Marie’s London Film Festival this year kicked off with an absorbing drama from actor-turned-director Paul Dano
Paul Dano’s directorial debut is a slowly-simmering home-cooked stew just waiting to boil over.
It is the early 1960s in suburban Montana, and father and son are playing ball in the yard while Mom prepares dinner. It seems like any other domestic scenario. But it’s not long before we realise that there are cracks in the suburban façade. While Jerry (Jake Gyllenhaal) leaves the family home to seek work, Jeanette (Carey Mulligan) uses everything she has to find a way to survive, with son Joe (an outstanding Ed Oxenbould) caught between the two.
Once Jerry is out of the picture, Jeanette begins to unshackle herself somewhat inelegantly from the frustrations of her domestic role, seizing the opportunity to break free from her enforced upbeat drudgery and becoming an embarrassment to her teenage son in the process.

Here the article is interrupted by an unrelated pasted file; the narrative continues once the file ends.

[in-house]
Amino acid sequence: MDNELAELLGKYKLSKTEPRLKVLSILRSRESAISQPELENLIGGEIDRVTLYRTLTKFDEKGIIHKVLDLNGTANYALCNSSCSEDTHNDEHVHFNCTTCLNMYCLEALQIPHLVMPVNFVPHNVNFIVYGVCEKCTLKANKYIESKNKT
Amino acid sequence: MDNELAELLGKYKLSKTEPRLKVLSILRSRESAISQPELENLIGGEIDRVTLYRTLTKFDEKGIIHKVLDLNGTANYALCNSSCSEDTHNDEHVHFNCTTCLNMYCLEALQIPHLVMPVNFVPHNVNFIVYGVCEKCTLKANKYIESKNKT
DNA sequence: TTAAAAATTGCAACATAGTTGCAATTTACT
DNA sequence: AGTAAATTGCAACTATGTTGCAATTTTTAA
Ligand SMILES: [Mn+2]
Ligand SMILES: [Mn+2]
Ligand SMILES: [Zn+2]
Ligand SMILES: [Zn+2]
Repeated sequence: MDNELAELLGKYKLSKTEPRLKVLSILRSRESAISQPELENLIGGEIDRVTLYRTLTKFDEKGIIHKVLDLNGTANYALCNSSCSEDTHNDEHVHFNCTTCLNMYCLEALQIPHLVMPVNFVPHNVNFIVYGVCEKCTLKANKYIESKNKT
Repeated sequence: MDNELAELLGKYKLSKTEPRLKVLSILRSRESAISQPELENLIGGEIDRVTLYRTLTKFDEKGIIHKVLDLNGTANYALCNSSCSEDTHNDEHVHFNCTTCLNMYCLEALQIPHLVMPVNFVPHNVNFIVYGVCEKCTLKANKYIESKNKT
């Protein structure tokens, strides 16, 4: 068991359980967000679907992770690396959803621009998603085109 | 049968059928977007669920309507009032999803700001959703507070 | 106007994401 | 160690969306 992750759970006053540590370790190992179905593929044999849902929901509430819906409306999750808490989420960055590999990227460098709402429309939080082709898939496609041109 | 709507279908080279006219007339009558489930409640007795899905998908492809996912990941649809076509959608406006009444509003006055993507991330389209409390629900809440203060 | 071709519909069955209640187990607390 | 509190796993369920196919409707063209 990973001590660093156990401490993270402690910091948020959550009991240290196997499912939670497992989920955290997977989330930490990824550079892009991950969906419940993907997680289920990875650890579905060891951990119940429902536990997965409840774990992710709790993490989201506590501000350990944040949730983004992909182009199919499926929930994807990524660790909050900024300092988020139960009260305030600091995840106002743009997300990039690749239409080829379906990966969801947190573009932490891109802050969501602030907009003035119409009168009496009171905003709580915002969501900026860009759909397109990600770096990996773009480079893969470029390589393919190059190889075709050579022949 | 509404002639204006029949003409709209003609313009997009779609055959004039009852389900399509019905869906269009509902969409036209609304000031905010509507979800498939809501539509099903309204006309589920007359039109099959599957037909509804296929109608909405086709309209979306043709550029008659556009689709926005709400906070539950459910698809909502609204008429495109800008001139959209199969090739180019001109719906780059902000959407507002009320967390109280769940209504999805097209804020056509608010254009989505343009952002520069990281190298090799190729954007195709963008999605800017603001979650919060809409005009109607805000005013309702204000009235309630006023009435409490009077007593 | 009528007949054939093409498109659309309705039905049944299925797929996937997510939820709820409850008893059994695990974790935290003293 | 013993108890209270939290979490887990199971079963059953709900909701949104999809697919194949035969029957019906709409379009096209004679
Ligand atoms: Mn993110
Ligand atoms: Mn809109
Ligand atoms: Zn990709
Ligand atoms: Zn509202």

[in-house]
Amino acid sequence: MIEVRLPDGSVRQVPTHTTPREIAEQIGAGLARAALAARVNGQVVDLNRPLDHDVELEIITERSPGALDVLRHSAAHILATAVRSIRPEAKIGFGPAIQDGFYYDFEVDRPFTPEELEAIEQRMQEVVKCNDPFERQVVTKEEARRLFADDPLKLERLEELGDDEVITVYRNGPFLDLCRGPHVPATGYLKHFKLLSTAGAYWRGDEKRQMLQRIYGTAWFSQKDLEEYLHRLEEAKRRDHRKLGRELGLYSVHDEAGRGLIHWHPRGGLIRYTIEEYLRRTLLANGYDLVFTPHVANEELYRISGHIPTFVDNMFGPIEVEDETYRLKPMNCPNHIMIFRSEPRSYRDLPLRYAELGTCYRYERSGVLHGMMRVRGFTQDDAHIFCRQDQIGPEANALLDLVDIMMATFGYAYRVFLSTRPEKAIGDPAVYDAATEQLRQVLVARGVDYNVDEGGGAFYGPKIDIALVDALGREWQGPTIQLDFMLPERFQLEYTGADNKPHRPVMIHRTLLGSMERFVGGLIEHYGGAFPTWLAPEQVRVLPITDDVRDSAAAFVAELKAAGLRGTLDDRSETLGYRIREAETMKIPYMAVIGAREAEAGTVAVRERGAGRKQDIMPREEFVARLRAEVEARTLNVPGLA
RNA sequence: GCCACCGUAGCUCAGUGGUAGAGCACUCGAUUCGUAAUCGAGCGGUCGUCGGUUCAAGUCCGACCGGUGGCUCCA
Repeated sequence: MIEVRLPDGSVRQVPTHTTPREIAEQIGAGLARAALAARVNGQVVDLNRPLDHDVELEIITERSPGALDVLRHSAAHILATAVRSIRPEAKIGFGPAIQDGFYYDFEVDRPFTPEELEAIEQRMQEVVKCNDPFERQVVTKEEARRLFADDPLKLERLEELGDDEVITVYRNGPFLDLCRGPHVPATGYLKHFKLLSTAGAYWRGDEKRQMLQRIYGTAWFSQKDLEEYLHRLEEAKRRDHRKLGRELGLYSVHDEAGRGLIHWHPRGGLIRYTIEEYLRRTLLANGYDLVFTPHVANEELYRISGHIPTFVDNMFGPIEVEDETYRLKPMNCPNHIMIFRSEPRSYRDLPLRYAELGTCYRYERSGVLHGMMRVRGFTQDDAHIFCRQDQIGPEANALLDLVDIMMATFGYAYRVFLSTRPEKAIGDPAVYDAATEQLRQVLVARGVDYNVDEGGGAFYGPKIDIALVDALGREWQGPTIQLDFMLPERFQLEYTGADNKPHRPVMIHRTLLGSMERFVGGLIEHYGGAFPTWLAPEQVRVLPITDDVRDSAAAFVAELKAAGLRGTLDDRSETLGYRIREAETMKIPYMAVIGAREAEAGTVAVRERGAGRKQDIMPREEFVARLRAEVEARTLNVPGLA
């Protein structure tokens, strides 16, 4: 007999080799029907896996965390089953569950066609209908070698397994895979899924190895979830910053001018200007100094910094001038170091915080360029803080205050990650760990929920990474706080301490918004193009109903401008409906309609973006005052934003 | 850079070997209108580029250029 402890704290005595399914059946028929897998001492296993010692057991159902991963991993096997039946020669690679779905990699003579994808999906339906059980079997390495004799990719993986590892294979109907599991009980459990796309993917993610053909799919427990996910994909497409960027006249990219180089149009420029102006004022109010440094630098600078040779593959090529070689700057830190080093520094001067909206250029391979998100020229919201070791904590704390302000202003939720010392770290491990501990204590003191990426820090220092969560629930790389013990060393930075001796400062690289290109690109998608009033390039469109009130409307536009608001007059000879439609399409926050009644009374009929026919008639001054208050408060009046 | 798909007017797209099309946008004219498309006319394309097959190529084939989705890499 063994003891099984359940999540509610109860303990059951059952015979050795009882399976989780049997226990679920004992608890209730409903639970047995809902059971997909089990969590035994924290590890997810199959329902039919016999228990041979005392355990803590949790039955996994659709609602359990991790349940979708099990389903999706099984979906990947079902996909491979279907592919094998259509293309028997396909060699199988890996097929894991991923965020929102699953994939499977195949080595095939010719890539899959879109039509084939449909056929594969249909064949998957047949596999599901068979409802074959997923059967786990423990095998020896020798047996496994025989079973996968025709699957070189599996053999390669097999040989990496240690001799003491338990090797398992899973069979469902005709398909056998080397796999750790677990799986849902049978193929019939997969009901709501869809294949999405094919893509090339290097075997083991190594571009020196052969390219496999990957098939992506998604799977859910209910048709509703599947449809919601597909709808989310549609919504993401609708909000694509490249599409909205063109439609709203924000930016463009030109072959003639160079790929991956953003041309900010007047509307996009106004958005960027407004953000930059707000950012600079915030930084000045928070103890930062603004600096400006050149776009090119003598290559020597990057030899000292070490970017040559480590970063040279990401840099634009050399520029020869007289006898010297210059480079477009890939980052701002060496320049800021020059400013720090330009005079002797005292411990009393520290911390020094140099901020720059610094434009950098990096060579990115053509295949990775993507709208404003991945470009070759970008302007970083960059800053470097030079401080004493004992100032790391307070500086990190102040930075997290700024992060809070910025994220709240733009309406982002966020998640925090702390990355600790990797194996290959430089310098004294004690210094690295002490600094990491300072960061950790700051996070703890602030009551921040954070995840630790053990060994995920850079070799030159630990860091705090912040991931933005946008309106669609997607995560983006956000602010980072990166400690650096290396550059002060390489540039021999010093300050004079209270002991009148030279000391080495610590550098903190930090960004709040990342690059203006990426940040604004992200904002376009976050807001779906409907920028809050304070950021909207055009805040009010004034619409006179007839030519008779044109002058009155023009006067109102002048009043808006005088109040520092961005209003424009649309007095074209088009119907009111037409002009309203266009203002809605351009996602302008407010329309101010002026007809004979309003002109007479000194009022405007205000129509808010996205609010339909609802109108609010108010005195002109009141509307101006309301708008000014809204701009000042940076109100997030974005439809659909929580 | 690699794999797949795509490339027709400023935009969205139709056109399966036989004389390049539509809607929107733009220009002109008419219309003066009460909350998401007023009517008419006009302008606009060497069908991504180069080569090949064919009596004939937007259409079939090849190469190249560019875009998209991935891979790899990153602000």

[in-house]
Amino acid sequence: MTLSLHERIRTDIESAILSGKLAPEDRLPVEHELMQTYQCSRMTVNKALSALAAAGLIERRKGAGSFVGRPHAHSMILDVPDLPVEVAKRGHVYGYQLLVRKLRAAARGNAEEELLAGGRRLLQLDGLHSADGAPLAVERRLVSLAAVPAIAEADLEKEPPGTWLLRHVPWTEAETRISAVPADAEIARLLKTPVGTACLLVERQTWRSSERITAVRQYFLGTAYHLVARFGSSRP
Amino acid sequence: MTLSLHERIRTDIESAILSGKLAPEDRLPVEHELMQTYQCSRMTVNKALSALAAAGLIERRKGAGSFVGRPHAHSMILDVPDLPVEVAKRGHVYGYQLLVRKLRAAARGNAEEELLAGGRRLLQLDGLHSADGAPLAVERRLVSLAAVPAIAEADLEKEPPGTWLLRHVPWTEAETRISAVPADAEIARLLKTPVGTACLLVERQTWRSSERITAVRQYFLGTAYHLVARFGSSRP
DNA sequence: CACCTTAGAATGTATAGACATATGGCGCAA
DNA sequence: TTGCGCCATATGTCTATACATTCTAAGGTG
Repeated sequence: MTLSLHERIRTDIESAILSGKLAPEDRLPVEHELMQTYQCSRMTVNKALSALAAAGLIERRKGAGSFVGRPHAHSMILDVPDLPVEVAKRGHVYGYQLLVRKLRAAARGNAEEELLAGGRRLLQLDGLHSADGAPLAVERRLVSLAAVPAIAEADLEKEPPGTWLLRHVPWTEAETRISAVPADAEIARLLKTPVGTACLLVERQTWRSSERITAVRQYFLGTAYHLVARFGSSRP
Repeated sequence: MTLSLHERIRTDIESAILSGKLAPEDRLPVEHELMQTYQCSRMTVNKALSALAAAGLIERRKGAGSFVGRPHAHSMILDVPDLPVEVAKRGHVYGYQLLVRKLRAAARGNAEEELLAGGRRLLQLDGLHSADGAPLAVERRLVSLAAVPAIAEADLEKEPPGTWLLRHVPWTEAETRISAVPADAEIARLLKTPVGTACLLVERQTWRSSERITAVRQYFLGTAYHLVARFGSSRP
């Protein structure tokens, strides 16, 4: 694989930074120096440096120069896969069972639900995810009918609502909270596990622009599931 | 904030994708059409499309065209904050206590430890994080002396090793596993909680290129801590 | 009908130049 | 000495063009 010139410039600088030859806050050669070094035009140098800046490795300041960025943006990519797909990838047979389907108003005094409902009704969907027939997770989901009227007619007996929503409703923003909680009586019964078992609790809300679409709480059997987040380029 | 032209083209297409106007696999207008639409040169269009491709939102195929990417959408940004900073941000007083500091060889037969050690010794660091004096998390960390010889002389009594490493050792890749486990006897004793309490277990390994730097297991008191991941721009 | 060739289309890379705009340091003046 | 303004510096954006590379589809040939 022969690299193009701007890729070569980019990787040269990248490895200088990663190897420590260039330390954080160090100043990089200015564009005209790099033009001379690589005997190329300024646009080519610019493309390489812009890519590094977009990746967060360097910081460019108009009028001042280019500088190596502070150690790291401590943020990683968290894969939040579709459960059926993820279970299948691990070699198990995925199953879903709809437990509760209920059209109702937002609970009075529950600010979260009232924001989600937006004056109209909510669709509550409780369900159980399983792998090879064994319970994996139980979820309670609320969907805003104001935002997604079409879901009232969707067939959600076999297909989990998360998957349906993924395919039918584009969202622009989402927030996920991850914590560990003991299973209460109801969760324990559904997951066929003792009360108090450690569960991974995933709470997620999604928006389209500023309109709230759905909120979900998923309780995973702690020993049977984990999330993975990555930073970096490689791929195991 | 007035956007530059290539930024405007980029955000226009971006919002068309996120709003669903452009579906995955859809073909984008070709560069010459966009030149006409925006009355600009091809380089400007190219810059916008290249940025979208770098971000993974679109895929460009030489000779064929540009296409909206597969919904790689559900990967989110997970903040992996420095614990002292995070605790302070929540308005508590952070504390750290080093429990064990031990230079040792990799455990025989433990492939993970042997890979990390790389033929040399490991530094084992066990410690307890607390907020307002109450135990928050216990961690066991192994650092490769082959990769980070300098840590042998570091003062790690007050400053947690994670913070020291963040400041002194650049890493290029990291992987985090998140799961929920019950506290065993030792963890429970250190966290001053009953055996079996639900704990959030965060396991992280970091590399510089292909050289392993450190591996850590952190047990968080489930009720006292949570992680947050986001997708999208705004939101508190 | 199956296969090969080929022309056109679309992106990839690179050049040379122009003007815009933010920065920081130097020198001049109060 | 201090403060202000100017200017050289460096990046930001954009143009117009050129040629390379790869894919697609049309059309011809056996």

Joe is a self-sufficient young man who tries his best to step into his father’s shoes in his absence but isn’t quite old enough to cope emotionally with what’s thrown at him. We see the issues which both parents have through Joe’s eyes. Some of the most striking moments are when Dano chooses to focus on Oxenbould’s face while we just hear the conversation happening on either side of him. In my view, it’s a highly accomplished performance from the young actor and despite Carey Mulligan being on top jittery form, it’s his show.
There is also the frequent and judicial use of shots where characters are filmed through doorways, emphasising how their circumstances have trapped them, how difficult it is to break out of ingrained behaviour.
As family life disintegrates, and Joe is torn between his parents, his own childhood seems to have come to an end. The final scene, and the ending, perfectly capture the uneasy point that the family has reached.
An emotional drama, and a skillful piece of work for a directorial debut.